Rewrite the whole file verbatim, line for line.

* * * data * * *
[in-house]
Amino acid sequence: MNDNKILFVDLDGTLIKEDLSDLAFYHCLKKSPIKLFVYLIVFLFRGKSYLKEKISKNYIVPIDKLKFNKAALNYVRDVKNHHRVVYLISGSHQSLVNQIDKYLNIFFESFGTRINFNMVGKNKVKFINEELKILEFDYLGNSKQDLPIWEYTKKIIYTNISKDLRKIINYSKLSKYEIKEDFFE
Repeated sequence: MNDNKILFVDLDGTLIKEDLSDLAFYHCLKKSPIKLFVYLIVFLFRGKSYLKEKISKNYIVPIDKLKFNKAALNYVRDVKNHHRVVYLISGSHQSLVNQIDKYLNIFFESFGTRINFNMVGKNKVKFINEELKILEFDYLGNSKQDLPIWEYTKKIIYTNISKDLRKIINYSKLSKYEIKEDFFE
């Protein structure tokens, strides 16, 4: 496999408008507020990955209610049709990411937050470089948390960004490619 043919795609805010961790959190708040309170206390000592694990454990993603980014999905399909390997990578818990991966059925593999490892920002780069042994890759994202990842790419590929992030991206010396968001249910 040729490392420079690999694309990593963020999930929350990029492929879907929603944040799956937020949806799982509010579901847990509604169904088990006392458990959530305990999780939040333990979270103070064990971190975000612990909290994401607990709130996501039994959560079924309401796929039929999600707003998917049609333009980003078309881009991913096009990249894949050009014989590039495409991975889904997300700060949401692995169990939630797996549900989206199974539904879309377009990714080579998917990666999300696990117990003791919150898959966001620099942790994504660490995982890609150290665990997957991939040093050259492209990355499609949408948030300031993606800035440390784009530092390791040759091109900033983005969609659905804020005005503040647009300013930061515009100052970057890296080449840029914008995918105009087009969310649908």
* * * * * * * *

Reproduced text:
[in-house]
Amino acid sequence: MNDNKILFVDLDGTLIKEDLSDLAFYHCLKKSPIKLFVYLIVFLFRGKSYLKEKISKNYIVPIDKLKFNKAALNYVRDVKNHHRVVYLISGSHQSLVNQIDKYLNIFFESFGTRINFNMVGKNKVKFINEELKILEFDYLGNSKQDLPIWEYTKKIIYTNISKDLRKIINYSKLSKYEIKEDFFE
Repeated sequence: MNDNKILFVDLDGTLIKEDLSDLAFYHCLKKSPIKLFVYLIVFLFRGKSYLKEKISKNYIVPIDKLKFNKAALNYVRDVKNHHRVVYLISGSHQSLVNQIDKYLNIFFESFGTRINFNMVGKNKVKFINEELKILEFDYLGNSKQDLPIWEYTKKIIYTNISKDLRKIINYSKLSKYEIKEDFFE
């Protein structure tokens, strides 16, 4: 496999408008507020990955209610049709990411937050470089948390960004490619 043919795609805010961790959190708040309170206390000592694990454990993603980014999905399909390997990578818990991966059925593999490892920002780069042994890759994202990842790419590929992030991206010396968001249910 040729490392420079690999694309990593963020999930929350990029492929879907929603944040799956937020949806799982509010579901847990509604169904088990006392458990959530305990999780939040333990979270103070064990971190975000612990909290994401607990709130996501039994959560079924309401796929039929999600707003998917049609333009980003078309881009991913096009990249894949050009014989590039495409991975889904997300700060949401692995169990939630797996549900989206199974539904879309377009990714080579998917990666999300696990117990003791919150898959966001620099942790994504660490995982890609150290665990997957991939040093050259492209990355499609949408948030300031993606800035440390784009530092390791040759091109900033983005969609659905804020005005503040647009300013930061515009100052970057890296080449840029914008995918105009087009969310649908």